If there is anything in the world that is more oppressive, stressful, or frightening than deadlines, let me know.
As a senior in high school, I have made it through twelve years of homework due dates and project deadlines. Plenty of adults can attest to an intense phobia of deadlines, especially during tax filing season. Now, however, I realize the most important date in a 17-year-old’s life, the one that is highlighted, italicized, and underlined on the calendar, is May 1, also known as National Candidates Reply Date for entering college.
One year ago I was a high school junior working my way through AP tests and thinking college was a lifetime away. Then, last September, I realized that my college decision, quite possibly the biggest decision of my life thus far, was approaching much faster than I liked. After hours of researching, comparing schools and having various mental breakdowns, I made my decision to attend Drake University. I feel extremely fortunate that it only took around five months to feel confident enough to send in a tuition deposit. Unfortunately, that cannot be said for everyone.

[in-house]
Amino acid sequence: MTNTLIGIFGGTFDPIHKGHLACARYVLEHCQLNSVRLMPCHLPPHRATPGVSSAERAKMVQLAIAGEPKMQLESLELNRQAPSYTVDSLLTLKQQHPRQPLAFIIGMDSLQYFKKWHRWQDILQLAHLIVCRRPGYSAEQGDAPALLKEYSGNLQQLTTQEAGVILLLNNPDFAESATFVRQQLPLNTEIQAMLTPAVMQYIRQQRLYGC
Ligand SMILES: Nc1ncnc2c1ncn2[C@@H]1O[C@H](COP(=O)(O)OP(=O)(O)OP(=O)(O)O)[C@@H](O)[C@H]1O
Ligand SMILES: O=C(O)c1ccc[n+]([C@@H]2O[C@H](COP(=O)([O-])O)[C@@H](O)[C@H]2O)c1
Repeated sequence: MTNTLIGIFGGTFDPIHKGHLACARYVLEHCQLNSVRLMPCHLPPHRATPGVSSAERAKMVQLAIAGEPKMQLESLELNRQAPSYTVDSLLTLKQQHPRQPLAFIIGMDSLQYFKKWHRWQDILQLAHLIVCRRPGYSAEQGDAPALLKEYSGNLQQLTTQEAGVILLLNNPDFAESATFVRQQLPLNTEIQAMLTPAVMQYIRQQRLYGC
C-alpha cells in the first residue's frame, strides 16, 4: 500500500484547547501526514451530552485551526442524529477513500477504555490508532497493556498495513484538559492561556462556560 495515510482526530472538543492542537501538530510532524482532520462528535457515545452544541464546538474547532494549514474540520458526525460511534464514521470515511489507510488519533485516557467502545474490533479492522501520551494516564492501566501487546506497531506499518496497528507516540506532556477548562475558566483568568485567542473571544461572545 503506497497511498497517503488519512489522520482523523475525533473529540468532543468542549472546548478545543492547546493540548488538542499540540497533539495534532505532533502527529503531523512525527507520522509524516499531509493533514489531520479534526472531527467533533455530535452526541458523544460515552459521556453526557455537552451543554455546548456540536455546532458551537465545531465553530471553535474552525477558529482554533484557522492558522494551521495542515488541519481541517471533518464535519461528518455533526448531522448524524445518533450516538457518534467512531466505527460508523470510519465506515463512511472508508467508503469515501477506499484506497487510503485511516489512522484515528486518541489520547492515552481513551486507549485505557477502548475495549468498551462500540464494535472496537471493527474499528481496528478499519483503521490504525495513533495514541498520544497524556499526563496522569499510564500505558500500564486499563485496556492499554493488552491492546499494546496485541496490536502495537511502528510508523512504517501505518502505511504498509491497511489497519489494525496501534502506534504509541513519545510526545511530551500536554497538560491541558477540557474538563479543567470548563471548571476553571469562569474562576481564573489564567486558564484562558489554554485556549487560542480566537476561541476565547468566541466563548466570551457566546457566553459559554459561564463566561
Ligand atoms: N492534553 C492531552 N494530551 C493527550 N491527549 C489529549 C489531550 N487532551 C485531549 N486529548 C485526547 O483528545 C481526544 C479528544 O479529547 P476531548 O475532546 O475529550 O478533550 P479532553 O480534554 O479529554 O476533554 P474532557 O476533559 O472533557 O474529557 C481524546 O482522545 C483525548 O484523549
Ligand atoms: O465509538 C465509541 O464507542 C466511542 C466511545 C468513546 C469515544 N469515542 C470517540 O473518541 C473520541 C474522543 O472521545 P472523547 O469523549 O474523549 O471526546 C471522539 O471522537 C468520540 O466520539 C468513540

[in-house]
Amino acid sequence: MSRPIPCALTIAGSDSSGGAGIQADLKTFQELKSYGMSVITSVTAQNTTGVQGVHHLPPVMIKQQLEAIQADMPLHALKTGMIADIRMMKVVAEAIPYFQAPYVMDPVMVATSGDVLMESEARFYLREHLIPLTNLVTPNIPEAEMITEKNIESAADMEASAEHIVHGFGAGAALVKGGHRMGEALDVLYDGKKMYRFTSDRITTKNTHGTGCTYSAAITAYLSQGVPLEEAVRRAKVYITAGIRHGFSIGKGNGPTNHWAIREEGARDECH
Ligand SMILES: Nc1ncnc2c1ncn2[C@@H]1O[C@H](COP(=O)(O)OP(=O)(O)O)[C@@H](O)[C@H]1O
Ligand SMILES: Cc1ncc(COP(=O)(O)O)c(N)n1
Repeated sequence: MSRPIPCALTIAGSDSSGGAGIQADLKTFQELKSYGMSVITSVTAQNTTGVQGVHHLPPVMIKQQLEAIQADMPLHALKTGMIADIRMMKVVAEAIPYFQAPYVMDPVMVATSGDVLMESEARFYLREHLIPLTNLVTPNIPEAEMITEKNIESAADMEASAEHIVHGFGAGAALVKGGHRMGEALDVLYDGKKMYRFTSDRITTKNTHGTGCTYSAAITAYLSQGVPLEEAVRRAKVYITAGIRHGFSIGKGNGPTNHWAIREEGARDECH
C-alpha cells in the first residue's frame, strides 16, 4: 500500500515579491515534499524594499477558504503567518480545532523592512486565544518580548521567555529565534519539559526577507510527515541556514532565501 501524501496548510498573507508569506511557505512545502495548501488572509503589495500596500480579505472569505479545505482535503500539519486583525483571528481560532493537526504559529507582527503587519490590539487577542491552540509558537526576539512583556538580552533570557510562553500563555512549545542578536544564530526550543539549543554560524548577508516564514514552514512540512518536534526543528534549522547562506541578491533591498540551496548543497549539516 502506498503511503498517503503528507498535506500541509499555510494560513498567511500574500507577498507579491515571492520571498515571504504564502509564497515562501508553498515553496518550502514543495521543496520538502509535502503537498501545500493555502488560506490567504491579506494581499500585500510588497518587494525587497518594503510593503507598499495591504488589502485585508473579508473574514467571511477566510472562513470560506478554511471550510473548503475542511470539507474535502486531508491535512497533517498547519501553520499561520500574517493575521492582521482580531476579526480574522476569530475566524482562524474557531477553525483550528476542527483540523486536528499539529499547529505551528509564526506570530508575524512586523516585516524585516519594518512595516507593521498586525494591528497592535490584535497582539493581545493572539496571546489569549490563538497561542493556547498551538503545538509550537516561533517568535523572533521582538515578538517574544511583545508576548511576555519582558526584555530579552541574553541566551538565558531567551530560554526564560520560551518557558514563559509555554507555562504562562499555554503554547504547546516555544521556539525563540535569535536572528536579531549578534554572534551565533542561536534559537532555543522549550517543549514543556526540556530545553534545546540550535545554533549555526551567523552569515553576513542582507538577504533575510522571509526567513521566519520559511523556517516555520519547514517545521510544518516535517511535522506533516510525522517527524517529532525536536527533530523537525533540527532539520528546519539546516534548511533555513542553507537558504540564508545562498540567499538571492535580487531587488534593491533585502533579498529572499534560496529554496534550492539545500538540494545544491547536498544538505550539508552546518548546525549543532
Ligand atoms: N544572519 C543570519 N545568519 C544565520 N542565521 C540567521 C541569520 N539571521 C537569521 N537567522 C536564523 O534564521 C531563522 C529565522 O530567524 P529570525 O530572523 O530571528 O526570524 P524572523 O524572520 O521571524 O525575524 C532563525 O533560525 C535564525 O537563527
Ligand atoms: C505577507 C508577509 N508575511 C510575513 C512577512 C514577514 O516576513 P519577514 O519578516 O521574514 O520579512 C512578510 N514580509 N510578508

A friend of mine is infamous for being virtually the last person in our entire class to make a college decision. A prospective engineering major, he has to make the grueling decision between two excellent schools that have few comparable qualities, aside from engineering programs. This poor fellow sought the advice of friends, flipped coins, asked fortune-tellers, and even posted a poll on Facebook. Through a sad twist of fate or sheer coincidence, all of his efforts have received 50-50 results. His parents told him to make a decision by Easter. What is this boy to do? If the College Muses don’t step in soon, he’ll have to worry about another thing: The state of his mental health.
Should the decision to attend a certain college be this stressful and time-consuming? The obvious answer appears to be yes. In order to succeed, we have to find the “right” school, the school that fits our wants and needs.
The real deciding factor, however, is why we are continuing our education in the first place. College is meant to expand our minds, to help us form new relationships and to assist us in becoming more involved members of society.
The name of the school has nothing to do with success; rather, it is passion, motivation and hard work that get you where you’re going in life. Choose an environment that you can flourish in, and you will have made the right choice. If you do end up making the wrong choice, don’t fret: That’s what transfer applications are for.